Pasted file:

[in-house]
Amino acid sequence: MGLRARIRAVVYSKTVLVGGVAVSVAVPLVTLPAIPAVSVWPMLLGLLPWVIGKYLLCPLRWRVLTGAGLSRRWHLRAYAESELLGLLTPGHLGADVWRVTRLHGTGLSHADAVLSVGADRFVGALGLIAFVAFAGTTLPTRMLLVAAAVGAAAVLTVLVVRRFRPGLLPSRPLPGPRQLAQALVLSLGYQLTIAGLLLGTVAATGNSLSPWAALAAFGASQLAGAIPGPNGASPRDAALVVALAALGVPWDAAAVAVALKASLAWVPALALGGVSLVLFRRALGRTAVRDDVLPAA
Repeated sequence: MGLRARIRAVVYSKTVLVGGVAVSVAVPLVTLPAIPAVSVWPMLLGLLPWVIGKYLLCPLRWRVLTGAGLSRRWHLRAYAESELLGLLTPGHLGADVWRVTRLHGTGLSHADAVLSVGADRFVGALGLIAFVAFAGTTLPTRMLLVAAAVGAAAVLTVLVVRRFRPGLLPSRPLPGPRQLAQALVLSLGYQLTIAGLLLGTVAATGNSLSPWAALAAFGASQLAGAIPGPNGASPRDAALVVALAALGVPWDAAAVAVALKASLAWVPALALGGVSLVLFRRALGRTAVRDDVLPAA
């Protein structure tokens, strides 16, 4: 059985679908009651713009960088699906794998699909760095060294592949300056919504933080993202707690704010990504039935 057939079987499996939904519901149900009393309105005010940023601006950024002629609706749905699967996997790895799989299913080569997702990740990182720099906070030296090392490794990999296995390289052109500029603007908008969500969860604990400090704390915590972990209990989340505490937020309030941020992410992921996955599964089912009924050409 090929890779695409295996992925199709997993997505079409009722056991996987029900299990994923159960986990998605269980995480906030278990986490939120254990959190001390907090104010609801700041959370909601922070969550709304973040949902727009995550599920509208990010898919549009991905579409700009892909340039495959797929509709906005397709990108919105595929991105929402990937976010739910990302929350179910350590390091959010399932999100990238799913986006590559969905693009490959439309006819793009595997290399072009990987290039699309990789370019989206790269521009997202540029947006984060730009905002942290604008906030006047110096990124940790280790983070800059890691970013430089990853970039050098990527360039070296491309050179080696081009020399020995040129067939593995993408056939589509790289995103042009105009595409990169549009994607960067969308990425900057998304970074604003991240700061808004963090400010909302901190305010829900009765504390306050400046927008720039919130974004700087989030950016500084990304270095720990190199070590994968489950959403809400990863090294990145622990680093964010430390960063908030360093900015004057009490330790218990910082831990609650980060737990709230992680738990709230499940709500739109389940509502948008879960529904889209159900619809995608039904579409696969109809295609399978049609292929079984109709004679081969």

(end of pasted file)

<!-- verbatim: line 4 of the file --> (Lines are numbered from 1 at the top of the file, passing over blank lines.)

């Protein structure tokens, strides 16, 4: 059985679908009651713009960088699906794998699909760095060294592949300056919504933080993202707690704010990504039935 057939079987499996939904519901149900009393309105005010940023601006950024002629609706749905699967996997790895799989299913080569997702990740990182720099906070030296090392490794990999296995390289052109500029603007908008969500969860604990400090704390915590972990209990989340505490937020309030941020992410992921996955599964089912009924050409 090929890779695409295996992925199709997993997505079409009722056991996987029900299990994923159960986990998605269980995480906030278990986490939120254990959190001390907090104010609801700041959370909601922070969550709304973040949902727009995550599920509208990010898919549009991905579409700009892909340039495959797929509709906005397709990108919105595929991105929402990937976010739910990302929350179910350590390091959010399932999100990238799913986006590559969905693009490959439309006819793009595997290399072009990987290039699309990789370019989206790269521009997202540029947006984060730009905002942290604008906030006047110096990124940790280790983070800059890691970013430089990853970039050098990527360039070296491309050179080696081009020399020995040129067939593995993408056939589509790289995103042009105009595409990169549009994607960067969308990425900057998304970074604003991240700061808004963090400010909302901190305010829900009765504390306050400046927008720039919130974004700087989030950016500084990304270095720990190199070590994968489950959403809400990863090294990145622990680093964010430390960063908030360093900015004057009490330790218990910082831990609650980060737990709230992680738990709230499940709500739109389940509502948008879960529904889209159900619809995608039904579409696969109809295609399978049609292929079984109709004679081969």